Friday, March 26, 2004

How Should Italy Respond to English Hegemony? (by Steve)

SIENA (#36)

Francis Alberoni wrote an article called “English Hegemony? It’s Clear in the Decline of San Remo” published in Italian the Corriere Della Sera on Monday, March 8th, 2004 and translated here in English. In it, he observes that globalization is dominated by an Anglo-Saxon civilization and the English language and argues that as English dominates, it tends to diminish the power of ideas specific to other languages and civilizations in its path. Superficially, this seems true: one might even say, obvious. At a deeper level, however, it is fundamentally flawed because it does not really reflect how cultural exchange operates in the context of competition between civilizations.

First of all, there is nothing new about this process of cultural change driven by the competition between and dominance of one civilization over another: in fact, the Latin civilization and languages that Alberoni defends is itself the result of years of cultural exchange, assimilation and domination. Consider the Etruscans. Many believe that the arch, arguably the most important contribution of Roman Architecture and Engineering was actually borrowed from the Etruscans while other Etruscan arts and language were destroyed in the process of Roman assimilation. (Apparently these were less interesting to the Roman war machine). In their empire, the Latins tolerated religious and cultural diversity but insisted in a uniform code of law and justice and military system which left it’s mark everywhere it reached, including Anglo-Saxon England! In return, Longobards, Goths and Visigoths not yet assimilated left their mark on the Italian landscape with their initial invasions as did their Carolingian and Frankish Empires. Medieval Christianity and the so-called International Gothic Style were profoundly influenced by Nordic, Celtic and Germanic traditions. In Italy, the rise of the city states culminating in the Renaissance were also affected by Asian ideas introduced during the Crusades and explosion of Mediterranean commerce that followed in its wake. Aren’t we glad we don’t have to multiply Roman numbers? And where would we be with out the zero?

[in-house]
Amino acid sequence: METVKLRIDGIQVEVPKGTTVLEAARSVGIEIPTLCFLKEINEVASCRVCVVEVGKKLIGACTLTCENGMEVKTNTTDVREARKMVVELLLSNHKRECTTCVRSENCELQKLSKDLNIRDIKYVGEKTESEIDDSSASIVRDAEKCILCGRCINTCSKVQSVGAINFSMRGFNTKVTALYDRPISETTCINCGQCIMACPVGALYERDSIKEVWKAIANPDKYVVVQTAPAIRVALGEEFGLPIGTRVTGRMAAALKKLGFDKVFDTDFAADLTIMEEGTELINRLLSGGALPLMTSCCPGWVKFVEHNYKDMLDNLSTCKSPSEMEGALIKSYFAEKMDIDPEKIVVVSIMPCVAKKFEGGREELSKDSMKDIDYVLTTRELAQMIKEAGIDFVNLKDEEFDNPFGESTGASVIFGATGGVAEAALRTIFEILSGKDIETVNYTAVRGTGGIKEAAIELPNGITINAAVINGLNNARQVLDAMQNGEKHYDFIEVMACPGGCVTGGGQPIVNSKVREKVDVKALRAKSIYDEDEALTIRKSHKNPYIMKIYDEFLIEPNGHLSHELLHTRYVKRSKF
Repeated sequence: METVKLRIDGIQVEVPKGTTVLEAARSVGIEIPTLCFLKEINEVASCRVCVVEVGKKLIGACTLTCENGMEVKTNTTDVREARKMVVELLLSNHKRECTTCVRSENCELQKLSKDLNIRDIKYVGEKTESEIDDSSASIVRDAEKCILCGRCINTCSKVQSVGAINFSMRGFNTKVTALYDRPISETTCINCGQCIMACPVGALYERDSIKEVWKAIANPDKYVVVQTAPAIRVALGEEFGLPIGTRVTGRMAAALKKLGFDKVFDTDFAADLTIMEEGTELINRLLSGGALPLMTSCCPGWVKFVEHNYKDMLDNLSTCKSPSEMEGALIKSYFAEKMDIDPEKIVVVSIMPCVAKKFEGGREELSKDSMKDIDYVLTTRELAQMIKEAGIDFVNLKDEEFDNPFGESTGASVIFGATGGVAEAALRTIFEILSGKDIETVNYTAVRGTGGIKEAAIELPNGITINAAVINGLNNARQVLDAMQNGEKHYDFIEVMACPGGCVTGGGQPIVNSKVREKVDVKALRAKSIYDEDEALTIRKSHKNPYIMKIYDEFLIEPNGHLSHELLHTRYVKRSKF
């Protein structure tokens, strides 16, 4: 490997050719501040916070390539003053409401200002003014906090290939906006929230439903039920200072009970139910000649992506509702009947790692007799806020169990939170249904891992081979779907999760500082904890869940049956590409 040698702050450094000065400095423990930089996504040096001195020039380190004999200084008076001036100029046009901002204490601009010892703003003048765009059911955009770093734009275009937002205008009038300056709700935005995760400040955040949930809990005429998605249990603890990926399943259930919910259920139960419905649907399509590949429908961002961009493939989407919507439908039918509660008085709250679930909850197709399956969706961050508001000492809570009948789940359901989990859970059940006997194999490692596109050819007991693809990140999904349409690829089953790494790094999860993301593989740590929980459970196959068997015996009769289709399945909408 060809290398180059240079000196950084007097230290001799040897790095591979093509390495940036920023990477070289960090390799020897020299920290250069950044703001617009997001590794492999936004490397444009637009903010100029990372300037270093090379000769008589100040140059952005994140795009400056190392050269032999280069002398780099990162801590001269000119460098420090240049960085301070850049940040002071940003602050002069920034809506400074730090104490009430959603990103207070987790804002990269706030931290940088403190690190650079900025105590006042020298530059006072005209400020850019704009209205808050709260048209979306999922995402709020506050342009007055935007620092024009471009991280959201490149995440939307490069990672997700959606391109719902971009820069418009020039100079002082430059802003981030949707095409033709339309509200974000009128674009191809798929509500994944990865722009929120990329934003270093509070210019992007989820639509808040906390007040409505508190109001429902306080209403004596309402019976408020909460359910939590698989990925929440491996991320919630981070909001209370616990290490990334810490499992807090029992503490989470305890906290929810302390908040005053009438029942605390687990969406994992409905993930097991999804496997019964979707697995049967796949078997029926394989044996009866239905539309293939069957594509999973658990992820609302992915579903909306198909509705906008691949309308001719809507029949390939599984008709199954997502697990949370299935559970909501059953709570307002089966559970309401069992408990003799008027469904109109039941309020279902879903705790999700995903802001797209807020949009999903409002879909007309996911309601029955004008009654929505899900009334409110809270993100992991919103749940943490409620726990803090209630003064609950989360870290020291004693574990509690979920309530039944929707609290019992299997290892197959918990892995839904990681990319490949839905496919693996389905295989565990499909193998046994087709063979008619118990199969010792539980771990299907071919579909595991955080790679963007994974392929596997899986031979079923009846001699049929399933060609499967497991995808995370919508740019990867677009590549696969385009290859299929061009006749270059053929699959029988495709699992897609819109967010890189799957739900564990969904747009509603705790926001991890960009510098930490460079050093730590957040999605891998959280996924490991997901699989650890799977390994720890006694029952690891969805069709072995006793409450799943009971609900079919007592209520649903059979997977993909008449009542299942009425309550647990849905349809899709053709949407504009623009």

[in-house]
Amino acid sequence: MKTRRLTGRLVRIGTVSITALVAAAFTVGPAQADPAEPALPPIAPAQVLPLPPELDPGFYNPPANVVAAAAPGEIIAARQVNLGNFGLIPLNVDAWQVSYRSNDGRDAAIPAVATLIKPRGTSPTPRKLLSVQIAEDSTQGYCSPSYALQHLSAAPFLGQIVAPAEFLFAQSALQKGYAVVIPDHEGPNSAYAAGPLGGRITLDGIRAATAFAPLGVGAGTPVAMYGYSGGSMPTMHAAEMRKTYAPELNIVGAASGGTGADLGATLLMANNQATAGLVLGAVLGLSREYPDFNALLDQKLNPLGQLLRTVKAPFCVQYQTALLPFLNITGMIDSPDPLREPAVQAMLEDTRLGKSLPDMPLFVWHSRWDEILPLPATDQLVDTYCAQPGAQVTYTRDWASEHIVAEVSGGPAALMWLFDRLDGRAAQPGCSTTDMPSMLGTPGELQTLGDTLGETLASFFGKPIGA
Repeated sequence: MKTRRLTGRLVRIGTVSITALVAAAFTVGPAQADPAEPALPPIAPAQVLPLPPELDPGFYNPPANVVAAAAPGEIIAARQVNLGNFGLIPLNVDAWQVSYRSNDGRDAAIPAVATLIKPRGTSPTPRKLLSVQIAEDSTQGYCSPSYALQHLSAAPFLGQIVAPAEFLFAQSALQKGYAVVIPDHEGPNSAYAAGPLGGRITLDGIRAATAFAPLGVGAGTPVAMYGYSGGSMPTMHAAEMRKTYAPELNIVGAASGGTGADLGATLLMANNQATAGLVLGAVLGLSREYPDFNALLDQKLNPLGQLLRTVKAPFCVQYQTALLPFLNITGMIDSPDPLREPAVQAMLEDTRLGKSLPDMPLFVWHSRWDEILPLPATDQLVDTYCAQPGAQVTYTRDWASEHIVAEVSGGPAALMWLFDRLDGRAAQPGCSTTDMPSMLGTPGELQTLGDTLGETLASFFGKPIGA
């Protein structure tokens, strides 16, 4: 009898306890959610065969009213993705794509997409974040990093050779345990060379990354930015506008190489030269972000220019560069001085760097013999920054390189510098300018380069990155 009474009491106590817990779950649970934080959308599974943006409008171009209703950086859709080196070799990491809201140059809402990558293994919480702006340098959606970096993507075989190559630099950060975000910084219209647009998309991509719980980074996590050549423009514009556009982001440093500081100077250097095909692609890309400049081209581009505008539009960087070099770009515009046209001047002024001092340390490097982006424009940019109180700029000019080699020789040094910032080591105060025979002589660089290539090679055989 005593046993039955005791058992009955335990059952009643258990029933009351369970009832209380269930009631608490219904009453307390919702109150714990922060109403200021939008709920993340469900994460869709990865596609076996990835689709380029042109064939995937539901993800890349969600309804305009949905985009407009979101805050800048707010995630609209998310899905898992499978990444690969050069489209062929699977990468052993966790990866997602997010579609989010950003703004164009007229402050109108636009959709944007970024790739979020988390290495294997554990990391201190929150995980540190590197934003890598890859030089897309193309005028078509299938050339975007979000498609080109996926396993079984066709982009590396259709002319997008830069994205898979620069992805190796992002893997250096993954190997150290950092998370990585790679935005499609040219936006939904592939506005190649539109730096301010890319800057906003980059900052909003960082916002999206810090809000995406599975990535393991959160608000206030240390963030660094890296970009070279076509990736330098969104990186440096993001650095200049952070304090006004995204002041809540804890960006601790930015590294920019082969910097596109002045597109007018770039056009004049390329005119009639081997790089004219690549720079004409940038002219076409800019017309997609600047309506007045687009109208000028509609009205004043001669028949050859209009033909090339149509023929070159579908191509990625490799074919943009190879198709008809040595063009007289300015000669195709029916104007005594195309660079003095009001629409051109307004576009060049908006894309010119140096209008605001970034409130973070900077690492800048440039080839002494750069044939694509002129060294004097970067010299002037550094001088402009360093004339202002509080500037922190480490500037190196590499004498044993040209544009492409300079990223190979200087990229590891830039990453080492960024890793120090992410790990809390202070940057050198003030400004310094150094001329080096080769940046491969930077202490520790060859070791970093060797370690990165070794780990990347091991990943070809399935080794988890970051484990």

Thursday, March 25, 2004

Published Notes of Monestary Architecture (by Sarah)

Sant ANTIMO and San GALGANO (#31)

See my recently published notes comparing the Romanesque Architecture of Sant Antimo with the Gothic Architecture of San Galgano.


Saturday, March 20, 2004

I Promessi Sposi - The Betrothed (by Sarah)

SIENA (#40)

In Italian class, we are reading I Promessi Sposi (The Betrothed) by Alessandro Manzoni. Practically every student reads this book in school, so no is really excited about it (except that weird American student, me!) So here is just a little of what I have learned so far…

Manzoni is one of the most important Italian authors besides Dante. In the 1400’s, Dante Alighieri wrote La Divina Comedia (The Divine Comedy) This was important because it was written in the Italian vernacular and basically created the Italian language of that time. Manzoni did the same thing only about 400 years later. His Promessi Sposi was a landmark for the modern Italian language of that time, which can be compared to Shakespeare for the English language.

Tuesday, March 16, 2004

Dad to talk about US Politics at San Bernardino? (by Alex)

SIENA (#39)

Today, at school, my father came in to talk to my Technical drawing teacher as well as the history teacher. He was going to talk about different ways they can include me in the class. By the time he left he had agreed to visit my History class and discuss Politics!